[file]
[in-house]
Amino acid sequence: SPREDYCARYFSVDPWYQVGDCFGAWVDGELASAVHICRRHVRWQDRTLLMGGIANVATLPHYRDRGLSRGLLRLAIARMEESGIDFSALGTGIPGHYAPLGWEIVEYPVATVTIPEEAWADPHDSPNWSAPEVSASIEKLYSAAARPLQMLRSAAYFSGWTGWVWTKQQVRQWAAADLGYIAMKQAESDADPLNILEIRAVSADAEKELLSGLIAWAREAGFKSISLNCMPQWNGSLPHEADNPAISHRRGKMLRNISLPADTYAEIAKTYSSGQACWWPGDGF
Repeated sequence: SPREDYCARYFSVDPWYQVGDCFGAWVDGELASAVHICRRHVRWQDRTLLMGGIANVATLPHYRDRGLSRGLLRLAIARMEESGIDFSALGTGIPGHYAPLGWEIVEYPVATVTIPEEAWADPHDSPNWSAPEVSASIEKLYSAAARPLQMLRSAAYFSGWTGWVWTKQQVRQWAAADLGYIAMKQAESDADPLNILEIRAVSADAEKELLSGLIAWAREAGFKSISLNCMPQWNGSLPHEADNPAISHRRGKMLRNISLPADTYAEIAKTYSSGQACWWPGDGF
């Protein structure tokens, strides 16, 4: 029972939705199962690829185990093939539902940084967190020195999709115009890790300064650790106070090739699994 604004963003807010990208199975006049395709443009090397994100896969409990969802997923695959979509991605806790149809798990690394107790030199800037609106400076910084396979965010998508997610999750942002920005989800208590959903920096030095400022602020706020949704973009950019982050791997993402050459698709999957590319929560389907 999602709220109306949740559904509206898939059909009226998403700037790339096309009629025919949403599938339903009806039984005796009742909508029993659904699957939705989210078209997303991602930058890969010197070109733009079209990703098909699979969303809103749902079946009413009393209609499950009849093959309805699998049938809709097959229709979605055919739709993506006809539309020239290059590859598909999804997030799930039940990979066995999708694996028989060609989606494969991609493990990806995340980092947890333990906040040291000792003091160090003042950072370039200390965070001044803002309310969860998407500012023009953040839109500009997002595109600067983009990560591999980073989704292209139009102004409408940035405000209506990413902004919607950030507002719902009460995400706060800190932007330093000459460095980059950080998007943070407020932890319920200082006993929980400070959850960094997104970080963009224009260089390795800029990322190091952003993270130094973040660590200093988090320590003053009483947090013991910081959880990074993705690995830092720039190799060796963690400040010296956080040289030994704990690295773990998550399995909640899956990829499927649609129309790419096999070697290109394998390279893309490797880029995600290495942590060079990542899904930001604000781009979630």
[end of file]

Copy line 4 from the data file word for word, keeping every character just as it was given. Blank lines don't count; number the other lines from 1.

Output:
């Protein structure tokens, strides 16, 4: 029972939705199962690829185990093939539902940084967190020195999709115009890790300064650790106070090739699994 604004963003807010990208199975006049395709443009090397994100896969409990969802997923695959979509991605806790149809798990690394107790030199800037609106400076910084396979965010998508997610999750942002920005989800208590959903920096030095400022602020706020949704973009950019982050791997993402050459698709999957590319929560389907 999602709220109306949740559904509206898939059909009226998403700037790339096309009629025919949403599938339903009806039984005796009742909508029993659904699957939705989210078209997303991602930058890969010197070109733009079209990703098909699979969303809103749902079946009413009393209609499950009849093959309805699998049938809709097959229709979605055919739709993506006809539309020239290059590859598909999804997030799930039940990979066995999708694996028989060609989606494969991609493990990806995340980092947890333990906040040291000792003091160090003042950072370039200390965070001044803002309310969860998407500012023009953040839109500009997002595109600067983009990560591999980073989704292209139009102004409408940035405000209506990413902004919607950030507002719902009460995400706060800190932007330093000459460095980059950080998007943070407020932890319920200082006993929980400070959850960094997104970080963009224009260089390795800029990322190091952003993270130094973040660590200093988090320590003053009483947090013991910081959880990074993705690995830092720039190799060796963690400040010296956080040289030994704990690295773990998550399995909640899956990829499927649609129309790419096999070697290109394998390279893309490797880029995600290495942590060079990542899904930001604000781009979630």